CH: I played for a dancer a singer, comedienne, dancer, and all that and she and Lena Horne were very close. At that time, I didn’t even know who in the hell Lena Horne was. I got a call from Luther Henderson to come out and audition for her Charlie Dreyton and me. Man, that turned my whole life around. I didn’t know nothing about show business; I was a street musician. I made the audition for Lena, got the gig, and stayed with her for eight years.

In ’55 I decided I wasn’t going to go to Europe with Lena and I stayed in L.A. That’s how I got together with Gerry Mulligan and we got the original Gerry Mulligan Quartet going.

I recorded my first album with George Duvivier and Howard Roberts. That was the first time that guitar, bass, and drums were actually the solo instrumentalists as opposed to being just part of the rhythm section. From then it went on to my second album with Fred Katz, Buddy Collette, Carson Smith on bass, myself on drums, and Jim Hall on guitar.

JAZZed: Can you tell me about how you first got involved with teaching, yourself?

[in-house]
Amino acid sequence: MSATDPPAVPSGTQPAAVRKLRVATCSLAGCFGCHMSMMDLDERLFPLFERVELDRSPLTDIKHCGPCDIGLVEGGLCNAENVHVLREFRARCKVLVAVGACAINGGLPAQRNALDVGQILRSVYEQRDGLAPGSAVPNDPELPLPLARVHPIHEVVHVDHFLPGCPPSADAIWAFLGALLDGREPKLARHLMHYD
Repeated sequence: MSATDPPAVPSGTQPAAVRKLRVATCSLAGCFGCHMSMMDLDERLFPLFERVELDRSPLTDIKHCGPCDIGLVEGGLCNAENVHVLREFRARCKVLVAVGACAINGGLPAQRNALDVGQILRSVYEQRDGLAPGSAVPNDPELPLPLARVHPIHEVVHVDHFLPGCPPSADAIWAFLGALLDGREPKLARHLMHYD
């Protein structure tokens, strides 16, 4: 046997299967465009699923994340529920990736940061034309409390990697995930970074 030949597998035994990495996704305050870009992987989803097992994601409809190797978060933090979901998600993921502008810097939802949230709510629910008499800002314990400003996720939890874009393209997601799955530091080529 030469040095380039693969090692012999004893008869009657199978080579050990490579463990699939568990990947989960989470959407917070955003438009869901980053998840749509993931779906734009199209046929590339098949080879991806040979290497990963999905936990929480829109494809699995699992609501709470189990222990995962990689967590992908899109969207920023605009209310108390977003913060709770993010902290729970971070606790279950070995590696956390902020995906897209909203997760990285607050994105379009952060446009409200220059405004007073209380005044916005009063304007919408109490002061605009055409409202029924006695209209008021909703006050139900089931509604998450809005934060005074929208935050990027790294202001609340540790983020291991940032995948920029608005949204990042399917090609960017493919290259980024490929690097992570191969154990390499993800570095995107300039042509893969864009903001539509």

CH: It was the mid-’60s and I was in London working with Lena and I was making a movie with Roman Polanski, Repulsion I cued the whole film and I earned quite a bit of recognition from it.

While I was doing the film I got a call from a creative art director from Grey Advertising by the name of Mike Wollman and he wanted to know if I would do a commercial for them.

JAZZed: You did quite a bit of that type of work throughout the ’70s. How did that lead to teaching, though?
CH: Well, in the meantime, while I started this production company here in New York, Arnie Lawrence and Dave Levy decided that they were going to start this school. Dave was one of the big wheels at New School University. They wanted me to come on board and I held out for a long time, but then I finally decided that I would participate and that’s how I started at the New School. That was 20 years ago we started the jazz program there.

JAZZed: What’s your current teaching schedule like?